On Saturday, in a tweet by DG ISPR, the Army rejected the notification issued, earlier the same day, by the Prime Minister’s office regarding the “Dawn Leaks” controversy. In a notification released by the Principal Secretary to the Prime Minister, the government proposed that the All Pakistan Newspaper Society (APNS) take disciplinary action against Dawn and its reporter, Cyril Almeida.
Tariq Fatemi and Rao Tehseen were already being discussed in the media as people who would be taking the rap for the leak, in this regard the Prime Minister’s notification revealed nothing new
The notification also informed of the removal of Rao Tehseen, Principal Information Officer of the Ministry of Information and withdrew the portfolio of Foreign Affairs from PM Special Assistant, Tariq Fatemi.
Within hours of the notification, the DG ISPR tweeted the army’s response, that the notification was not in line with the recommendations of the inquiry. Army, therefore, rejected the notification.
Notification on Dawn Leak is incomplete and not in line with recommendations by the Inquiry Board. Notification is rejected.
— Maj Gen Asif Ghafoor (@OfficialDGISPR) April 29, 2017
Dawn Leaks inquiry was set up over six months ago to investigate the leaked story published in the Dawn newspaper that the civilian leadership had rebuked the military leadership over their support of terrorists.
Social media buzz was negative straight after the PM notification was issued. With condemnation over why the APNS was being asked to discipline the newspaper as well as criticism of non-action by the PML-N over the leaks.
#dawnleaks – Susan Rice, US NSA, had called Ajit Doval, on 28th Sept,& said: Expect Pakistanis to act against militants; Dawn Leaks, 6 Oct
— Moeed Pirzada (@MoeedNj) April 29, 2017
The government is coming under increasing pressure to make public the full findings of the inquiry.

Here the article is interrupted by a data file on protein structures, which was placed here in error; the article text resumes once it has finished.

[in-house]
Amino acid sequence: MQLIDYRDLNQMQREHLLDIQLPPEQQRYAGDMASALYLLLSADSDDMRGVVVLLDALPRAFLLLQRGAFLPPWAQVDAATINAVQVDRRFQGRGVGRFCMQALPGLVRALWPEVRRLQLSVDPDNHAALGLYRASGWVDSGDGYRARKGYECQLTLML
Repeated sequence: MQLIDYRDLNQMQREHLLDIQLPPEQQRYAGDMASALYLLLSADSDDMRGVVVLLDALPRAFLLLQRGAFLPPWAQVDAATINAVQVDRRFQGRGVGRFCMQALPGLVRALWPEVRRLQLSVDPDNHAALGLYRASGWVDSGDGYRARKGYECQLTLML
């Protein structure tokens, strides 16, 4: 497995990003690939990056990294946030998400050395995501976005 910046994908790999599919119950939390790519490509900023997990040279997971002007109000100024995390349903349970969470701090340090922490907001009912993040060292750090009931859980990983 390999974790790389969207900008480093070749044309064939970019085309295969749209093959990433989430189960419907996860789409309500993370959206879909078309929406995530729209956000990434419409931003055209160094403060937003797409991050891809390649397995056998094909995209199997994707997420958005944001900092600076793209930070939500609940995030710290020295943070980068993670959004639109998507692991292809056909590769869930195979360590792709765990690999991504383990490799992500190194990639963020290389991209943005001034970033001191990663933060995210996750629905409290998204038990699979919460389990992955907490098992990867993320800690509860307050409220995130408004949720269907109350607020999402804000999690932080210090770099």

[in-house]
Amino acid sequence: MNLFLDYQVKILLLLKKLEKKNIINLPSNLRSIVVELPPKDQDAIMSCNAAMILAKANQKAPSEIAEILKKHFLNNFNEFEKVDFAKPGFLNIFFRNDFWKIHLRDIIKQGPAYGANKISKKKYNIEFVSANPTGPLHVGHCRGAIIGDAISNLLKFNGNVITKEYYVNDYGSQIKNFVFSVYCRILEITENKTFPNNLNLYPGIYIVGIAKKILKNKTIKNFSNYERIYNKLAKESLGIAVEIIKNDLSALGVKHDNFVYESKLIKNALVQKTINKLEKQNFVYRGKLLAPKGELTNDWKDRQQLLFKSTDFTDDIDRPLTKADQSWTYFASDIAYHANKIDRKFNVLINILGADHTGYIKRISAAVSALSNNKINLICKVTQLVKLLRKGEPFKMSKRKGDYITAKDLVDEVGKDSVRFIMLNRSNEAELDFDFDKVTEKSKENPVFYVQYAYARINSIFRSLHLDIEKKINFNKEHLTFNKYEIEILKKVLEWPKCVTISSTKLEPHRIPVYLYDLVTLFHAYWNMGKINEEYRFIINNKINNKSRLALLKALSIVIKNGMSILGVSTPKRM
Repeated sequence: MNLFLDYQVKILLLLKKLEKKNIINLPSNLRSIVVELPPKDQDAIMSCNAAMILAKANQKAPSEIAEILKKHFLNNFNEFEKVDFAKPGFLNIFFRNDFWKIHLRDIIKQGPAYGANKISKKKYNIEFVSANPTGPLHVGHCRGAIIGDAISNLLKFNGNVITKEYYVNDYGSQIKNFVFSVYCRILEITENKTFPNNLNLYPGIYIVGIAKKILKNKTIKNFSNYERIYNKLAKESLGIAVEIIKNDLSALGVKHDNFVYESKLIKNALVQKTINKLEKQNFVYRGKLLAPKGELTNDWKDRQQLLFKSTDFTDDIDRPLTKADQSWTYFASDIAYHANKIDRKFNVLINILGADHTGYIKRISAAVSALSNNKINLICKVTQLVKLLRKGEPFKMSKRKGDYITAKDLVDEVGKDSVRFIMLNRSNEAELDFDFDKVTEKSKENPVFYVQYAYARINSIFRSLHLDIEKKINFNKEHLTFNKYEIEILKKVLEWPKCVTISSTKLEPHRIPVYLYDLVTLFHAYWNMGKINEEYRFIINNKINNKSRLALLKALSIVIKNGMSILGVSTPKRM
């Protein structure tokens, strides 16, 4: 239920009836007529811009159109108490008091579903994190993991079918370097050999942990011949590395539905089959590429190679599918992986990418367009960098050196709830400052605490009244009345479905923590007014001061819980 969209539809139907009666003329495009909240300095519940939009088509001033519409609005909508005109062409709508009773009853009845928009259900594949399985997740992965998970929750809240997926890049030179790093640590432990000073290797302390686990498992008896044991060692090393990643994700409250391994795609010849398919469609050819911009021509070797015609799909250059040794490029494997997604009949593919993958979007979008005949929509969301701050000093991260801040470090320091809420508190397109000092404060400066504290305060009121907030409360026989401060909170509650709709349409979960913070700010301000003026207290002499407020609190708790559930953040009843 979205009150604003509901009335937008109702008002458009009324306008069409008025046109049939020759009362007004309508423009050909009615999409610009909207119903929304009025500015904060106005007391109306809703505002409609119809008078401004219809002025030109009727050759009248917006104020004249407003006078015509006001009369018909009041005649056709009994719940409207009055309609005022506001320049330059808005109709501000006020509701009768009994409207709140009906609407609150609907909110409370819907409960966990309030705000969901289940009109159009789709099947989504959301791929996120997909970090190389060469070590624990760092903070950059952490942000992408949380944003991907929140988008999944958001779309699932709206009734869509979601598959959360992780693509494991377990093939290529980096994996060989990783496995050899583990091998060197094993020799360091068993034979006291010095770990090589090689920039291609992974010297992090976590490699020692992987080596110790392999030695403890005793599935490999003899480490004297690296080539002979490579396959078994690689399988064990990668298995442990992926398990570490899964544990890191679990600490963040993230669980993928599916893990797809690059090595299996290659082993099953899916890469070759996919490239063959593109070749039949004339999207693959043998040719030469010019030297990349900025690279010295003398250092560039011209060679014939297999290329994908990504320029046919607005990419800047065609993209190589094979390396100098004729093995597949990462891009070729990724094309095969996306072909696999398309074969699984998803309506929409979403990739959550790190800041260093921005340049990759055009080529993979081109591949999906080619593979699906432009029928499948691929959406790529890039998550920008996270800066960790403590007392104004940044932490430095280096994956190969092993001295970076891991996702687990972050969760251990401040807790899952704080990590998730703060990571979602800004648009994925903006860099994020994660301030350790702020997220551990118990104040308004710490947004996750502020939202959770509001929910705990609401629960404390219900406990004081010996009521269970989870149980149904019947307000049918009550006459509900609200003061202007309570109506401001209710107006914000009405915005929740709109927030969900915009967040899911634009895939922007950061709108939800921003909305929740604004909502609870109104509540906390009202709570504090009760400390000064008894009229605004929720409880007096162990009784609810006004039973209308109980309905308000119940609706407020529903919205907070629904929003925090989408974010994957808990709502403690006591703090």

Tariq Fatemi and Rao Tehseen were already being discussed in the media as people who would be taking the rap for the leak, in this regard the Prime Minister’s notification revealed nothing new. The report as it stands seems not to have identified the real culprit who planted the story. In addition, there is also no direct charge placed on any political office holder. Pervaiz Rasheed, the Information Minister, had resigned last year, but the notification suggests that he has not been held responsible for anything. So far, the narrative taken by the government has been that the story should not have been allowed to be published but they have not indicated any interest in the identity of the source of the planted information. Nawaz government’s inability or lack of desire to reveal the real culprits, who leaked to Dawn in the first place, is infuriating politicians and the media, who suspect the government of hiding the facts.
Dawn Leaks inquiry was set up over six months ago to investigate the leaked story published in the Dawn newspaper that the civilian leadership had rebuked the military leadership over their support of terrorists. The meeting which was subject of this leak was held on October 3, 2016, in the aftermath of ‘alleged’ Indian surgical strikes.
The situation is moving towards a civil military clash over the definition of what is considered a national security breach
The Dawn leaks was characterized as a national security breach by the Corp commander’s conference and an inquiry was set up under Justice (retd) Amir Raza and included representatives from the ISI and MI and other government functionaries.
The “Dawn Leaks” story has been subject to much distortion. Firstly, the government has yet to identify it as a national security breach (which will have legal repercussions) like the military establishment. The current notification implies that Dawn is to be punished yet the government has not detailed the charges against Dawn. Once it is established that “Dawn leaks” was indeed a national security breach the only responsibility that befalls on Dawn and Cyril Almeida is to reveal the identity of the perpetrator. As evident by precedents set in leading democracies like the USA, where national security is concerned a journalist must to reveal the identity of the source otherwise face the consequences.
A case in point was when the New York Times correspondent, Judith Miller, had to spend 85 days in jail in 2005 for contempt of court for refusing to testify and revealing the name of the person who told her the name of the CIA officer whose name subsequently had been revealed in an article and endangered her life. She was finally released from prison when she gave the name of the official source, Scooter Libby, who was Chief of staff to the Vice President of America.
The situation is moving towards a civil military clash over the definition of what is considered a national security breach and the required actions with government over pressure from recent events from Panama, to Jindal and now Dawn Leaks.
A hashtag has started #RemoveDGISPR is being condemned and, at the same time being alleged as initiated by PML-N’s media cell.